Ecstatic In Southern Utah

There are many things that I like about living where I live – its proximity to national parks, balmy sun belt winter weather and dry desert climate, as well as near endless opportunities for outdoor fun. One of the nicest things in particular about life in St. George, Utah is its small–city bike trails. Although nowhere near completed, this system of trails has got to be one of the most scenic in the world.

St. George city bike trail along the Virgin River

March weather in southern Utah can be iffy. We might have perfect clear blue skies and temperatures in the 70’s, but we are just as likely have snow flurries in town with a foot of new powder in the mountains.
Last week it snowed.
Today the weather was, well, perfect.

Cruising the Parkway south of town

If you happen to be anywhere near the vicinity of southwest Utah next St. Patrick’s Day, you may or may not want to find your way to the tiny burg of Springdale at the entrance to Zion National Park.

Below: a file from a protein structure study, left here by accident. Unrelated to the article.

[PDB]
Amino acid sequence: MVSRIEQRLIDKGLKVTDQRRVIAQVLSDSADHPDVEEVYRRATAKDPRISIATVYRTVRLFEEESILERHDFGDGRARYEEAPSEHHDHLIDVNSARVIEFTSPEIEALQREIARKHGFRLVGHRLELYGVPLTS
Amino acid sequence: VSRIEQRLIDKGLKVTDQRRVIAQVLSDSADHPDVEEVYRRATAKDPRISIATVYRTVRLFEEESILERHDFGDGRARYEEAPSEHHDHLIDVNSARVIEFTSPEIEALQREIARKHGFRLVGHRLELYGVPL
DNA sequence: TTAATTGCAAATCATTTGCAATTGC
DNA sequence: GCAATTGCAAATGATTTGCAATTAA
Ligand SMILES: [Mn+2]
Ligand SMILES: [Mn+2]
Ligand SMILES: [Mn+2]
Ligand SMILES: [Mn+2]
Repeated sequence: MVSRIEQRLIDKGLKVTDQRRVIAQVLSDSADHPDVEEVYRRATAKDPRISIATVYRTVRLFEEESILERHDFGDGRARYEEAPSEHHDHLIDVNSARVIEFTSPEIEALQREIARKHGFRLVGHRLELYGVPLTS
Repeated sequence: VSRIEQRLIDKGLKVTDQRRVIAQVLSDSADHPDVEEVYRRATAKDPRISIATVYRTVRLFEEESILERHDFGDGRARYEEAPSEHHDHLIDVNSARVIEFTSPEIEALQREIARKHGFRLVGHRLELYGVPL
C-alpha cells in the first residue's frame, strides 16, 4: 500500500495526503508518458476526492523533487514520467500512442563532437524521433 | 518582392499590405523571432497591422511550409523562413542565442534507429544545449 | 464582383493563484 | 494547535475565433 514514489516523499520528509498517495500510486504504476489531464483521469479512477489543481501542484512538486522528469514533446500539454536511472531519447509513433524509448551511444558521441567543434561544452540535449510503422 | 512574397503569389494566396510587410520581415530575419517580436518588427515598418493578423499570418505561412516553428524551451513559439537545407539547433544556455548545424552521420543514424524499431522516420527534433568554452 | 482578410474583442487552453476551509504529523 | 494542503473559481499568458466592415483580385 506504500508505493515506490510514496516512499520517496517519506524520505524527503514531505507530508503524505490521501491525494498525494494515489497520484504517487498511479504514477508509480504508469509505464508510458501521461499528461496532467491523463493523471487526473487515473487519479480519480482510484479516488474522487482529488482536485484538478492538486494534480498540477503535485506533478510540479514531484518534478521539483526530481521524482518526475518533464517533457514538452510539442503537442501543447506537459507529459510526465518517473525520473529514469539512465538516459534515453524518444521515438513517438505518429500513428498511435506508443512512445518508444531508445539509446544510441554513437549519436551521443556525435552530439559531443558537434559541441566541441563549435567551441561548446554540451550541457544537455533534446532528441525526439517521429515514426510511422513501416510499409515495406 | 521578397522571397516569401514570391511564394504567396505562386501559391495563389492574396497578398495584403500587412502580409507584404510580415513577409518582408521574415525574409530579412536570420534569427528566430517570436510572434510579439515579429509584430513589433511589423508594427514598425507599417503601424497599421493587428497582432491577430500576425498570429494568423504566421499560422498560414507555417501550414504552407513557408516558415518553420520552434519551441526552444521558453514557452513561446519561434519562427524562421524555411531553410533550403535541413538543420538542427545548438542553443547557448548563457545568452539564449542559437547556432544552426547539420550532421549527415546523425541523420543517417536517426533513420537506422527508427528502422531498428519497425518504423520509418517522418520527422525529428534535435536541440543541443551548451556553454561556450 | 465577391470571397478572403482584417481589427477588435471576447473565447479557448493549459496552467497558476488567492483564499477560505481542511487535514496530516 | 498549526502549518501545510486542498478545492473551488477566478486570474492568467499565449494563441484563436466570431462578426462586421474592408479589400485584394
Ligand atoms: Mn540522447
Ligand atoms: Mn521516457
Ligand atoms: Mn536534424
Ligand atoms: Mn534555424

Springdale Jello Queens head up the parade

Mystery question of the day: What is this crumbly white rock scattered all over the red sand, and what do you think it’s doing along the Gila Trail?

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What is all this white rock doing in this red sand?

The hike was called “Little Creek to a .”  And although I quickly learned we were on Little Creek Mountain, it never was clear to me what exactly a had to do with anything.
I looked for that in six miles of dirt road.
I looked for that in eight miles of trail.

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Edge of the trail

When an early March forecast calls for sunshine and 60°F temperatures, it is fairly easy to find any excuse to be out of doors. Add to that forecast a vivid desert landscape with panoramic views of tilted red rock mesas stair–stepping their way towards snow–capped mountain peaks, and it would be a crime to stay indoors.
As the lucky inhabitants of southwestern Utah often say, it’s just another day in paradise.

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Red Mountain with Pine Valley Mountains in distance

The West of which I speak is but another name for the Wild; and what I have been preparing to say is, that in Wildness is the preservation of the World.”(from Walking, by Henry David Thoreau)

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View from Mt. Washburn of bighorn sheep and the Absaroka Range